10. Januar 2014 · Kommentare deaktiviert für Zypern: Flüchtlingsproteste (frz./engl.) · Kategorien: Nicht zugeordnet · Tags:


Depuis le mois d’octobre, des réfugiés statutaires campent devant des intitutions chypriotes pour réclamer que leurs droits soient respecter. Les autorités leurs ont demander de quitter les abords du Parlement chypriote, ils sont allés ensuite devant le ministère de l’Intérieur, et depuis 51 jours, ils sont en grève de la faim.

Aucune réponse à ce jour n’a été donné par les autorités à leur demande : obtention d’un permis long séjour ou de la nationalité chypriote. A chypre, il est quasiment impossible pour les étrangers – réfugiés inclus – d’obtenir la nationalité même après quinze ans passé sur le territoire. Les réfugiés ne se voient délivrés que des permis de séjour temporaires de trois ans qui les maintiennent dans une situation d’extrême précarité à Chypre et les empêchent de s’installer dans un autre pays membre de l’UE, ces derniers demandant généralement des permis long séjour.

Refugees say death is their only option now


By Constantinos Psillides

Two Iranian-born citizens, who have been on a hunger strike for 46 days, informed Interior Minister Socratis Hasikos in an open letter that as of Tuesday they would stop taking liquids, unless they are granted citizenship so they can leave Cyprus.

Muhammad Altaf and Asadollah Panahimehr camped outside the interior ministry for over a month but no one is listening to their story, they said.

The two Iranians would be joined on Tuesday by Panahimehr’s wife Mehrangiz Hematmand and friend Salah Chanim who are also going on a hunger strike. The two men said in their open letter that they would not leave unless their petition was addressed by the state.

„The government of the Republic of Cyprus has pushed us to die or to commit suicide, which under these conditions seems like our only and best option, since the option to live a life in dignity in Cyprus has been aken away from us.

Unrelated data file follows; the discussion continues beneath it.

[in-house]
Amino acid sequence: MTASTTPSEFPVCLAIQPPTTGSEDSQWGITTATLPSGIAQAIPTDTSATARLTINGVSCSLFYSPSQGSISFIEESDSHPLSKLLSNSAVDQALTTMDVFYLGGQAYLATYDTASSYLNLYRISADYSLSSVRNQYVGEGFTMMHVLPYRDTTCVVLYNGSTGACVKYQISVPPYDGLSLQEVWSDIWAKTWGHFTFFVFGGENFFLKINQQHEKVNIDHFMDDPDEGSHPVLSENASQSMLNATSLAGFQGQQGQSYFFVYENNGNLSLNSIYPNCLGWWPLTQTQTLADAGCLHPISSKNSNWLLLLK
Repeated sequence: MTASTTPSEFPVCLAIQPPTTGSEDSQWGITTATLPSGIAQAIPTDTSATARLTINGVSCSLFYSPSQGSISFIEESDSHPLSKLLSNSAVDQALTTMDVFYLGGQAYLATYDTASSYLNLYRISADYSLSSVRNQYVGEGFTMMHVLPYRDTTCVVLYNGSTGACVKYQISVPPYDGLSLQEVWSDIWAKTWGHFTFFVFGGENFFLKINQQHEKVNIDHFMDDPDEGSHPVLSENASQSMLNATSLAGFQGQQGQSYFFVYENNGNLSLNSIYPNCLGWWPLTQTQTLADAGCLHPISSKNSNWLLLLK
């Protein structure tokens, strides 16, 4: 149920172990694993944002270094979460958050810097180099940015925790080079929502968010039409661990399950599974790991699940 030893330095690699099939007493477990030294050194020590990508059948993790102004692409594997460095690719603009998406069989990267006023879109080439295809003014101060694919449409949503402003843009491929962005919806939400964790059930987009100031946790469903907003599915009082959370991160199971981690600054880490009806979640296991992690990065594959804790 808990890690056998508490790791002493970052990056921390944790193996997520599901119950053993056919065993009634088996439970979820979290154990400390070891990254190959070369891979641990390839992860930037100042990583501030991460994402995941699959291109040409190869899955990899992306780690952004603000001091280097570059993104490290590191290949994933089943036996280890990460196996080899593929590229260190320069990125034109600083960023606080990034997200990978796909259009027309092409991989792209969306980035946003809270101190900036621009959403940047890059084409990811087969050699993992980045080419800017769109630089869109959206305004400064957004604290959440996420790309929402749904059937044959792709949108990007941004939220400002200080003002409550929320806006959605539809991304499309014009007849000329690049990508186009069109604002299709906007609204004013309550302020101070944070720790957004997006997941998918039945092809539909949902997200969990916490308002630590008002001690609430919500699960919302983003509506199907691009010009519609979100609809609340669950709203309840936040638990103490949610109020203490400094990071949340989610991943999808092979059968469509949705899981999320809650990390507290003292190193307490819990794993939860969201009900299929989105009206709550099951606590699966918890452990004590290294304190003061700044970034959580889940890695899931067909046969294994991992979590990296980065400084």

Under these conditions, we prefer to die instead to continue living in the conditions we are living now,“ the open letter says.

All the petitioners are recognised refugees, having fled their countries out of fear for their lives and the lives of their family members.

According to the letter, Muhammad Altaf has petitioned to be granted citizenship or long term residency for over ten years but he still hasn’t received an answer.

„We strongly believe that we have undertaken all the appropriate measures and actions needed in order to solve our problems by ourselves and at the same time we have followed all the necessary procedures when help was needed by the competent authorities. Unfortunately, all those authorities which had the responsibility to help us solve our problems, ignored us and treated us with undignified ways, ways that would normally cause shame any democratic country of the 21st century, like the Republic of Cyprus claims to be,“ the letter says.

Altaf and the others make it clear that they are not interested in being handed money or staying in Cyprus.

„We would like to make clear once again that we do not ask for money or jobs. We are only asking to give us a residency status (citizenship or long term residency), which will truly enable us to live equally with Cypriot and other European citizens in the European Union, while at the same time it will allow us to leave the country in order to save our lives and families. However, the government of the Republic of Cyprus has been denying this residency status, without even providing us with a straightforward answer to our repeated requests“.

The Cyprus Mail contacted Asadollah’s son Sina, who shared his family history.

According to Sina, who is a student at the Higher Hotel Institute, he, his parents and his older brother Aidin came to Cyprus in 2003 after they fled their country. His father was immediately arrested and put to jail for five months without being charged. The authorities let his father free after he went on a 74-day hunger strike.

He found employment as a construction worker but was let go after the financial crisis hit. He has been unemployed for almost three years. ‚There’s no job for him. Nobody hires any more,“ Sina says.

Sina’s mother Hematmand used to work for a former supermarket chain but had to leave to stay at home after Aidin committed suicide on November 16, 2011. Hematmand went back to work but was downgraded to a part-time employee. She was finally let go three months before the supermarket declared bankruptcy.

Sina says that he has written and visited numerous government agencies throughout the years to plead the case of his family but he has received no answer. „I have also written to European countries embassies, like Sweden and England. No answer from them either. We have also tried various media outlets in Cyprus. Still no response,“ he says.

Concluding in their open letter, the four recognised refugees plead with Hasikos asking him not to let them die. If that happens, they included a last demand in their letter.

„Our last demand to the government of the Republic of Cyprus is to deliver our dead bodies to our families and beloved persons“, they write.

The Cyprus Mail contacted the Interior Minister, who said that he was aware of the situation and would act on it next week. „One way or another, we will resolve this issue next week,“ Hasikos replied.

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